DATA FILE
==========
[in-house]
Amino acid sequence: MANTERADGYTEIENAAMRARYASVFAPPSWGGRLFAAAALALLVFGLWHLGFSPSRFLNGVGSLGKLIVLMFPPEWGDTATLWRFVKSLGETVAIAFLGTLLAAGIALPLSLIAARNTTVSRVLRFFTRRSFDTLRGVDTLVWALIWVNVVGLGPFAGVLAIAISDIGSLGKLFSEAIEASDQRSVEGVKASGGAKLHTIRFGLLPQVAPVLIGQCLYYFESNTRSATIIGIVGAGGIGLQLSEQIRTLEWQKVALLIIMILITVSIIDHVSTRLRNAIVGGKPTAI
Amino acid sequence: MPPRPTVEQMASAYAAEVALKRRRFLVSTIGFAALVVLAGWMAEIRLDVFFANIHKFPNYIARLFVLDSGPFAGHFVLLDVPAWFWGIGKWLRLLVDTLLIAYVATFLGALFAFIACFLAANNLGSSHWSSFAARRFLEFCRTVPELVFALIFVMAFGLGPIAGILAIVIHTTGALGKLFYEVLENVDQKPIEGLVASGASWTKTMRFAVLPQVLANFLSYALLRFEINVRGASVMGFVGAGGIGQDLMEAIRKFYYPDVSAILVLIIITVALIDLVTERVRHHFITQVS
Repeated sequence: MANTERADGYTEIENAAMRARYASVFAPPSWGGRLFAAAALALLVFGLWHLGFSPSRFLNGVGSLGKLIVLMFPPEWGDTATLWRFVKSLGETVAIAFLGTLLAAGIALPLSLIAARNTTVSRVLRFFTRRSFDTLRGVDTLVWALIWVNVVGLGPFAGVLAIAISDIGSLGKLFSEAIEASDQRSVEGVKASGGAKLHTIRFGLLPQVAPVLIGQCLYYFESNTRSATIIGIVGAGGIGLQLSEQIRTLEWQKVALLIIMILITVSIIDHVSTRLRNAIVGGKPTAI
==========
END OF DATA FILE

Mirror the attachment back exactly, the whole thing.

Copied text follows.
[in-house]
Amino acid sequence: MANTERADGYTEIENAAMRARYASVFAPPSWGGRLFAAAALALLVFGLWHLGFSPSRFLNGVGSLGKLIVLMFPPEWGDTATLWRFVKSLGETVAIAFLGTLLAAGIALPLSLIAARNTTVSRVLRFFTRRSFDTLRGVDTLVWALIWVNVVGLGPFAGVLAIAISDIGSLGKLFSEAIEASDQRSVEGVKASGGAKLHTIRFGLLPQVAPVLIGQCLYYFESNTRSATIIGIVGAGGIGLQLSEQIRTLEWQKVALLIIMILITVSIIDHVSTRLRNAIVGGKPTAI
Amino acid sequence: MPPRPTVEQMASAYAAEVALKRRRFLVSTIGFAALVVLAGWMAEIRLDVFFANIHKFPNYIARLFVLDSGPFAGHFVLLDVPAWFWGIGKWLRLLVDTLLIAYVATFLGALFAFIACFLAANNLGSSHWSSFAARRFLEFCRTVPELVFALIFVMAFGLGPIAGILAIVIHTTGALGKLFYEVLENVDQKPIEGLVASGASWTKTMRFAVLPQVLANFLSYALLRFEINVRGASVMGFVGAGGIGQDLMEAIRKFYYPDVSAILVLIIITVALIDLVTERVRHHFITQVS
Repeated sequence: MANTERADGYTEIENAAMRARYASVFAPPSWGGRLFAAAALALLVFGLWHLGFSPSRFLNGVGSLGKLIVLMFPPEWGDTATLWRFVKSLGETVAIAFLGTLLAAGIALPLSLIAARNTTVSRVLRFFTRRSFDTLRGVDTLVWALIWVNVVGLGPFAGVLAIAISDIGSLGKLFSEAIEASDQRSVEGVKASGGAKLHTIRFGLLPQVAPVLIGQCLYYFESNTRSATIIGIVGAGGIGLQLSEQIRTLEWQKVALLIIMILITVSIIDHVSTRLRNAIVGGKPTAI